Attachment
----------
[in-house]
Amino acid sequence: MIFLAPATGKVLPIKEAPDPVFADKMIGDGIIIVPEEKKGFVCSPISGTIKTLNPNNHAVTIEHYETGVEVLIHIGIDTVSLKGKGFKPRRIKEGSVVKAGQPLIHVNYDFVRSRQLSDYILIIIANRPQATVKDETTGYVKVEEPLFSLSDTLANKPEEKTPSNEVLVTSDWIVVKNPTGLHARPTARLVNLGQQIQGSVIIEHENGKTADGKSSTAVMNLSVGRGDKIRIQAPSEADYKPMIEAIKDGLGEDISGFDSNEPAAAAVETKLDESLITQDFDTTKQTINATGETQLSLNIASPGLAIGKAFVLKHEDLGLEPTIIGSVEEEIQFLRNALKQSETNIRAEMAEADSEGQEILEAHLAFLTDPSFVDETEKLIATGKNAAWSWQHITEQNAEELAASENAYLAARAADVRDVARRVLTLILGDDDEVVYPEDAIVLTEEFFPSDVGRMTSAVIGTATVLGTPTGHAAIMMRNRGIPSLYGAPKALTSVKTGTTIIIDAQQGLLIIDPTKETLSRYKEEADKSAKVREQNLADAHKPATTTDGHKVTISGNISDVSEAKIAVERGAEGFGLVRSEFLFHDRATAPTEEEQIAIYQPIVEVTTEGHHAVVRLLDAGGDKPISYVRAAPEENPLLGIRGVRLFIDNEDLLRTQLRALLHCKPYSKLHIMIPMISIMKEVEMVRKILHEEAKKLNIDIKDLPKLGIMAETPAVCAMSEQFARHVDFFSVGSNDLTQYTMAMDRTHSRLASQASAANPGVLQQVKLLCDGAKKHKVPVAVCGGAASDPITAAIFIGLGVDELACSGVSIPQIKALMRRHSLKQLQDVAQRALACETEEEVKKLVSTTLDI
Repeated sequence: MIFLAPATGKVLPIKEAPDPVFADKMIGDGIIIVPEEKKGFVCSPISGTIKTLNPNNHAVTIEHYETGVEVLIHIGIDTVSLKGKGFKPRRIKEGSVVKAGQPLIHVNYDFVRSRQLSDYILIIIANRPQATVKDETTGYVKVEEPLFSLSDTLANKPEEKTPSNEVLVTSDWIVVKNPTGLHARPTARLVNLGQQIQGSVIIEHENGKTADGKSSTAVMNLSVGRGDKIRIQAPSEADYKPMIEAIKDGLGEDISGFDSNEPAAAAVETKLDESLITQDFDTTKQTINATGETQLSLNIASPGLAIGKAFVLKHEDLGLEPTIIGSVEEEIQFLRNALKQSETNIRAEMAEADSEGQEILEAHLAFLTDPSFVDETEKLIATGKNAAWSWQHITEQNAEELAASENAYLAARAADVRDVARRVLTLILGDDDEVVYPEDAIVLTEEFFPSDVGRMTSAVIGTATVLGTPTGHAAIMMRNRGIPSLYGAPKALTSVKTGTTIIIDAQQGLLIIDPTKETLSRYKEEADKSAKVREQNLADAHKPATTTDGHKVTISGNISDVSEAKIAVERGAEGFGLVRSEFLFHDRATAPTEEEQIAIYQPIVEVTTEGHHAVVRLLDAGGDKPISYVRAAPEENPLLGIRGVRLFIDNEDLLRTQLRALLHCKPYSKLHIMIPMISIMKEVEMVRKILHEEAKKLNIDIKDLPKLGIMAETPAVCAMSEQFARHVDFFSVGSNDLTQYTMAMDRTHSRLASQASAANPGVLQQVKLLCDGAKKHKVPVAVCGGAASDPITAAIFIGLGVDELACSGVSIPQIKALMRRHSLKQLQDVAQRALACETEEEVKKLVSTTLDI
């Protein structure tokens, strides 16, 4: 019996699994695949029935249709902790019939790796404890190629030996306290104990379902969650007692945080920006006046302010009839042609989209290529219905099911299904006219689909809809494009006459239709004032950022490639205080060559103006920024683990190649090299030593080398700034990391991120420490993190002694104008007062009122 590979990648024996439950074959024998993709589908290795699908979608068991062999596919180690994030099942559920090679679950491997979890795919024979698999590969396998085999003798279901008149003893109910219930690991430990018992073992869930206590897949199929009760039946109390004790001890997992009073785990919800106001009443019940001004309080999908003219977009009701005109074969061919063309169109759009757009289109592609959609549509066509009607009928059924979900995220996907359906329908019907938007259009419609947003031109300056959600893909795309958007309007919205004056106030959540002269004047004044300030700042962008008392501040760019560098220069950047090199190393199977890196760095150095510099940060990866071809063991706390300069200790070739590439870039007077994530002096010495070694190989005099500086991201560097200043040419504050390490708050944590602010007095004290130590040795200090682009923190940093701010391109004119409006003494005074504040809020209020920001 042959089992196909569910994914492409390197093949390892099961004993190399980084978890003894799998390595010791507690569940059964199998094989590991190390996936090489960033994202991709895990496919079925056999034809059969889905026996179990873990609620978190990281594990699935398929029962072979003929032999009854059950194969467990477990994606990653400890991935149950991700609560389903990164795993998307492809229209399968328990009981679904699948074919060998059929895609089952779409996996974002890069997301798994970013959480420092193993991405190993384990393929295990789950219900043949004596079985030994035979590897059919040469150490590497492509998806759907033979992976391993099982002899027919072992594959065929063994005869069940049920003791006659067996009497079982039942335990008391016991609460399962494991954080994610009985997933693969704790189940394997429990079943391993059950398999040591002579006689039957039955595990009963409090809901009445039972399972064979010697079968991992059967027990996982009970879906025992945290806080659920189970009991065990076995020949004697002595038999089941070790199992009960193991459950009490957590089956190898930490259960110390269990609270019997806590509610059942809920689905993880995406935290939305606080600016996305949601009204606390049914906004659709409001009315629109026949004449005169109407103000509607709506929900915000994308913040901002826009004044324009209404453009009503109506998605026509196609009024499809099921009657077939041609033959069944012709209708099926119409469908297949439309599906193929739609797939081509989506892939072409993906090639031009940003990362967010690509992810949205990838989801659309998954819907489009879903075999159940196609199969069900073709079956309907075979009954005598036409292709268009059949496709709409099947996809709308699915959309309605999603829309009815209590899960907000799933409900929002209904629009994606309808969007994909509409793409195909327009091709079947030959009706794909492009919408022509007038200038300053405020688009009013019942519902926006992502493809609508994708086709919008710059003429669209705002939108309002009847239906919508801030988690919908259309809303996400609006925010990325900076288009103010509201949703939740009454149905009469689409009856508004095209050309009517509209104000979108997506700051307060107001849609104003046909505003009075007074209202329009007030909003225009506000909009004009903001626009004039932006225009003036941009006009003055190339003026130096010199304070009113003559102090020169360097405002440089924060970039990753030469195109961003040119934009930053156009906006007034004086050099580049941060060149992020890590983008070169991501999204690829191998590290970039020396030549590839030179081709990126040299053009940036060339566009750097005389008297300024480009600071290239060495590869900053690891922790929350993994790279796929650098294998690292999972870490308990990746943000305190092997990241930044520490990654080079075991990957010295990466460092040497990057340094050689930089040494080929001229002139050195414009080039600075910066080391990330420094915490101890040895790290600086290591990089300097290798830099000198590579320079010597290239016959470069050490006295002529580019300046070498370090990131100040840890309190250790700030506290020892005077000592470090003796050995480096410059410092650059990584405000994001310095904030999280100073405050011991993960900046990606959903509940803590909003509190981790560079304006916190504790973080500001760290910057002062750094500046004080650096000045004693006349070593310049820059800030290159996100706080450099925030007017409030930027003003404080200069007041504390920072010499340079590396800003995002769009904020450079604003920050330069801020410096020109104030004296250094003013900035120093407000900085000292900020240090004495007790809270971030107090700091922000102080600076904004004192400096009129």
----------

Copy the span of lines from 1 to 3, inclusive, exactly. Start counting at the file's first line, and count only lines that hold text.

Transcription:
[in-house]
Amino acid sequence: MIFLAPATGKVLPIKEAPDPVFADKMIGDGIIIVPEEKKGFVCSPISGTIKTLNPNNHAVTIEHYETGVEVLIHIGIDTVSLKGKGFKPRRIKEGSVVKAGQPLIHVNYDFVRSRQLSDYILIIIANRPQATVKDETTGYVKVEEPLFSLSDTLANKPEEKTPSNEVLVTSDWIVVKNPTGLHARPTARLVNLGQQIQGSVIIEHENGKTADGKSSTAVMNLSVGRGDKIRIQAPSEADYKPMIEAIKDGLGEDISGFDSNEPAAAAVETKLDESLITQDFDTTKQTINATGETQLSLNIASPGLAIGKAFVLKHEDLGLEPTIIGSVEEEIQFLRNALKQSETNIRAEMAEADSEGQEILEAHLAFLTDPSFVDETEKLIATGKNAAWSWQHITEQNAEELAASENAYLAARAADVRDVARRVLTLILGDDDEVVYPEDAIVLTEEFFPSDVGRMTSAVIGTATVLGTPTGHAAIMMRNRGIPSLYGAPKALTSVKTGTTIIIDAQQGLLIIDPTKETLSRYKEEADKSAKVREQNLADAHKPATTTDGHKVTISGNISDVSEAKIAVERGAEGFGLVRSEFLFHDRATAPTEEEQIAIYQPIVEVTTEGHHAVVRLLDAGGDKPISYVRAAPEENPLLGIRGVRLFIDNEDLLRTQLRALLHCKPYSKLHIMIPMISIMKEVEMVRKILHEEAKKLNIDIKDLPKLGIMAETPAVCAMSEQFARHVDFFSVGSNDLTQYTMAMDRTHSRLASQASAANPGVLQQVKLLCDGAKKHKVPVAVCGGAASDPITAAIFIGLGVDELACSGVSIPQIKALMRRHSLKQLQDVAQRALACETEEEVKKLVSTTLDI
Repeated sequence: MIFLAPATGKVLPIKEAPDPVFADKMIGDGIIIVPEEKKGFVCSPISGTIKTLNPNNHAVTIEHYETGVEVLIHIGIDTVSLKGKGFKPRRIKEGSVVKAGQPLIHVNYDFVRSRQLSDYILIIIANRPQATVKDETTGYVKVEEPLFSLSDTLANKPEEKTPSNEVLVTSDWIVVKNPTGLHARPTARLVNLGQQIQGSVIIEHENGKTADGKSSTAVMNLSVGRGDKIRIQAPSEADYKPMIEAIKDGLGEDISGFDSNEPAAAAVETKLDESLITQDFDTTKQTINATGETQLSLNIASPGLAIGKAFVLKHEDLGLEPTIIGSVEEEIQFLRNALKQSETNIRAEMAEADSEGQEILEAHLAFLTDPSFVDETEKLIATGKNAAWSWQHITEQNAEELAASENAYLAARAADVRDVARRVLTLILGDDDEVVYPEDAIVLTEEFFPSDVGRMTSAVIGTATVLGTPTGHAAIMMRNRGIPSLYGAPKALTSVKTGTTIIIDAQQGLLIIDPTKETLSRYKEEADKSAKVREQNLADAHKPATTTDGHKVTISGNISDVSEAKIAVERGAEGFGLVRSEFLFHDRATAPTEEEQIAIYQPIVEVTTEGHHAVVRLLDAGGDKPISYVRAAPEENPLLGIRGVRLFIDNEDLLRTQLRALLHCKPYSKLHIMIPMISIMKEVEMVRKILHEEAKKLNIDIKDLPKLGIMAETPAVCAMSEQFARHVDFFSVGSNDLTQYTMAMDRTHSRLASQASAANPGVLQQVKLLCDGAKKHKVPVAVCGGAASDPITAAIFIGLGVDELACSGVSIPQIKALMRRHSLKQLQDVAQRALACETEEEVKKLVSTTLDI